Group isomorphisms preserve the order of an element

Let G and H be groups. If \varphi : G \rightarrow H is an isomorphism, show that |\varphi(x)| = |x| for all x \in G. Deduce that any two isomorphic groups have the same number of elements of order n for each n \in \mathbb{Z}^+. Is the result true if \varphi is only assumed to be a homomorphism?

Suppose first that |\varphi(x)| = \infty and that |x| = n < \infty. Then we have \varphi(x)^n = \varphi(x^n) = \varphi(1) = 1, so that |\varphi(x)| < |x|, a contradiction. Now suppose that |x| = \infty and |\varphi(x)| = n < \infty. Then we have \varphi(x^n) = \varphi(x)^n = 1 = \varphi(1); since \varphi is injective, x^n = 1 so that |x| < |\varphi(x)|, a contradiction. So either |x| and |\varphi(x)| are both infinite (hence equal) or both finite.

Suppose now that |x| and |\varphi(x)| are both finite; say |x| = n and |\varphi(x)| = m. We have \varphi(x)^n = \varphi(x^n) = \varphi(1) = 1, so that m \leq n. Likewise, we have \varphi(1) = 1 = \varphi(x)^m = \varphi(x^m), and since \varphi is injective, x^m = 1. Thus n \leq m. Hence |x| = |\varphi(x)|.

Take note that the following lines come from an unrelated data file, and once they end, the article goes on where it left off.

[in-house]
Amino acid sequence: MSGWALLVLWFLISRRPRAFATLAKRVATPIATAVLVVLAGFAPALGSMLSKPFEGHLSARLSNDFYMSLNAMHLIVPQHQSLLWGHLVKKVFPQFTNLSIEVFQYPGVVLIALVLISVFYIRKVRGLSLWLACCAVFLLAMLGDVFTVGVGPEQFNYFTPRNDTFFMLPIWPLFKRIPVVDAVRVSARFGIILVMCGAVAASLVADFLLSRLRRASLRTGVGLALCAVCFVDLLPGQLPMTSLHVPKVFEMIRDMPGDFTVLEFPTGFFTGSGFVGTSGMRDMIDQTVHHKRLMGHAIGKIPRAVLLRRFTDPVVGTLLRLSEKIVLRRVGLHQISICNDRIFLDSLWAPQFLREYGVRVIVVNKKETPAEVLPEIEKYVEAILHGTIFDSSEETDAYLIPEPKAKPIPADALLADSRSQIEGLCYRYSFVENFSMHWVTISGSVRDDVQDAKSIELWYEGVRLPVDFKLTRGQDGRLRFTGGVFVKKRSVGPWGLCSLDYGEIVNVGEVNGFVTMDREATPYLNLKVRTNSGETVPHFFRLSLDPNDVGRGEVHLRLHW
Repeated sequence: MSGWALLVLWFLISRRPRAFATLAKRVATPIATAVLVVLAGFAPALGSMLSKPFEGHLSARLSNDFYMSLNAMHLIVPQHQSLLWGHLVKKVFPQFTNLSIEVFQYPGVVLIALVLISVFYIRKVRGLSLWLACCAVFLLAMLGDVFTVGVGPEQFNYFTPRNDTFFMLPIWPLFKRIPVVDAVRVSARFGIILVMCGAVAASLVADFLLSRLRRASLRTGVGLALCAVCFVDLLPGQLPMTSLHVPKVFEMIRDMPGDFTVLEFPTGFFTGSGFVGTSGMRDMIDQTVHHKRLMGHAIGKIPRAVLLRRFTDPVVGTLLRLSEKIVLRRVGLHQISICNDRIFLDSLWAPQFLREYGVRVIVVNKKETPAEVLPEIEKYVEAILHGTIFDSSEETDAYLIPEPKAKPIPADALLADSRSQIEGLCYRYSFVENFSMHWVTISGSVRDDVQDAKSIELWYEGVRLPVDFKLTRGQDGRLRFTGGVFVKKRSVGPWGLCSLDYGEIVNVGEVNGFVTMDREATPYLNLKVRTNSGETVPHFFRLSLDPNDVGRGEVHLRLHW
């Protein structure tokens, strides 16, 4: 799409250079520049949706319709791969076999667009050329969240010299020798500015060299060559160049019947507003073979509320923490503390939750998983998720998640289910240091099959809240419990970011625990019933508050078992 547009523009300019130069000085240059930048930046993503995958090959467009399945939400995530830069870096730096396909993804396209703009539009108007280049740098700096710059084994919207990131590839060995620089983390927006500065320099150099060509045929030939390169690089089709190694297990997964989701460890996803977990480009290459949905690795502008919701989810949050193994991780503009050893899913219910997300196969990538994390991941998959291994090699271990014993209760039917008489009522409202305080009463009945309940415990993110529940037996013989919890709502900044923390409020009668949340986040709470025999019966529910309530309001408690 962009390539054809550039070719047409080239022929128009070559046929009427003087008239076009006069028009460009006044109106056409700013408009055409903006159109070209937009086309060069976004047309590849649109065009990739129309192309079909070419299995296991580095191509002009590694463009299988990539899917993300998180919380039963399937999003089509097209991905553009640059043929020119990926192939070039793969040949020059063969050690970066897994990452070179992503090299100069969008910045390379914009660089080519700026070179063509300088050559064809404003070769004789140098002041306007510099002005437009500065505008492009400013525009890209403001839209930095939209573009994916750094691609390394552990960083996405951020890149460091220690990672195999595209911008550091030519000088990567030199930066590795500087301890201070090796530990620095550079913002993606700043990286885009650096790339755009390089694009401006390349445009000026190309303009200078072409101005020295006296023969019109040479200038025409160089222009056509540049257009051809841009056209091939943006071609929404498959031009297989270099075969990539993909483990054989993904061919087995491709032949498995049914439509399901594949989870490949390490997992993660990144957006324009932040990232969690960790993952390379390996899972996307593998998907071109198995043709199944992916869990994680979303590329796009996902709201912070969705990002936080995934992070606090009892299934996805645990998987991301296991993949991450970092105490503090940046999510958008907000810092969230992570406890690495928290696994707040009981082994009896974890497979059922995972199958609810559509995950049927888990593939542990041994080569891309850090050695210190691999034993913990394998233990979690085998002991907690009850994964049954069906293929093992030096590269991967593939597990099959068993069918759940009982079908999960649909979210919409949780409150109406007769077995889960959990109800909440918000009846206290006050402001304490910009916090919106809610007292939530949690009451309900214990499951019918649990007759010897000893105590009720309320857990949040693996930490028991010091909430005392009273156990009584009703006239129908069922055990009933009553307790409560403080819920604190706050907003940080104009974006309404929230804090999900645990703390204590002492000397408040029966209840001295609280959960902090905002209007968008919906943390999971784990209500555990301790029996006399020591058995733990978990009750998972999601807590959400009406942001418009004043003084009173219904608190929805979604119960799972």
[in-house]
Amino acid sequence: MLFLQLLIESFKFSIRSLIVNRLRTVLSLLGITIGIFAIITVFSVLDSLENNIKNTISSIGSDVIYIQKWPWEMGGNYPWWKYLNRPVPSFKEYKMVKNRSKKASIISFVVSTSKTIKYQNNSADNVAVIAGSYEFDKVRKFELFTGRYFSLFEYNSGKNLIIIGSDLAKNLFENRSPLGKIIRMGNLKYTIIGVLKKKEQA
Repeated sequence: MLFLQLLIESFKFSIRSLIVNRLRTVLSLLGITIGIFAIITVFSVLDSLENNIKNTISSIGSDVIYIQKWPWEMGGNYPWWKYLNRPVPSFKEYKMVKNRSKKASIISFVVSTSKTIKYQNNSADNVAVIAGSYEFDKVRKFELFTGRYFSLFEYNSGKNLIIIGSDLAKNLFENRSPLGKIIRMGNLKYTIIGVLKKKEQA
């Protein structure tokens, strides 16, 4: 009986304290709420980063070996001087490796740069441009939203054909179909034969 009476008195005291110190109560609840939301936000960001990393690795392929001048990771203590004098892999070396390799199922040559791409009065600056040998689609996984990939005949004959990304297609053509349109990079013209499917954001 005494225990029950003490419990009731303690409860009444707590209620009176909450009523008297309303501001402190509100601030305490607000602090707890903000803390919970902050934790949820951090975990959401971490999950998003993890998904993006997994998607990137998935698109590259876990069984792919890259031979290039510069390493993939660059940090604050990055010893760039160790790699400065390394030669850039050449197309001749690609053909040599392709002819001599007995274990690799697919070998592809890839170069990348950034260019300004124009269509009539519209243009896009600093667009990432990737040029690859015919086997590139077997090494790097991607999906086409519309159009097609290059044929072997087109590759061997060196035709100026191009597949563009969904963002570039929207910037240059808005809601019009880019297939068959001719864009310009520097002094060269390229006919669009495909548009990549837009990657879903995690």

Now any group isomorphism \varphi : G \rightarrow H gives, for all n, a bijection on the set of elements in G of order n and those of order n in H, so these two sets have the same cardinality.

Note that the above proof depends on \varphi being an injection. The result does not hold if \varphi is merely a homomorphism; in particular, it does not hold for the trivial homomorphism from any nontrivial group to the trivial group. \blacksquare

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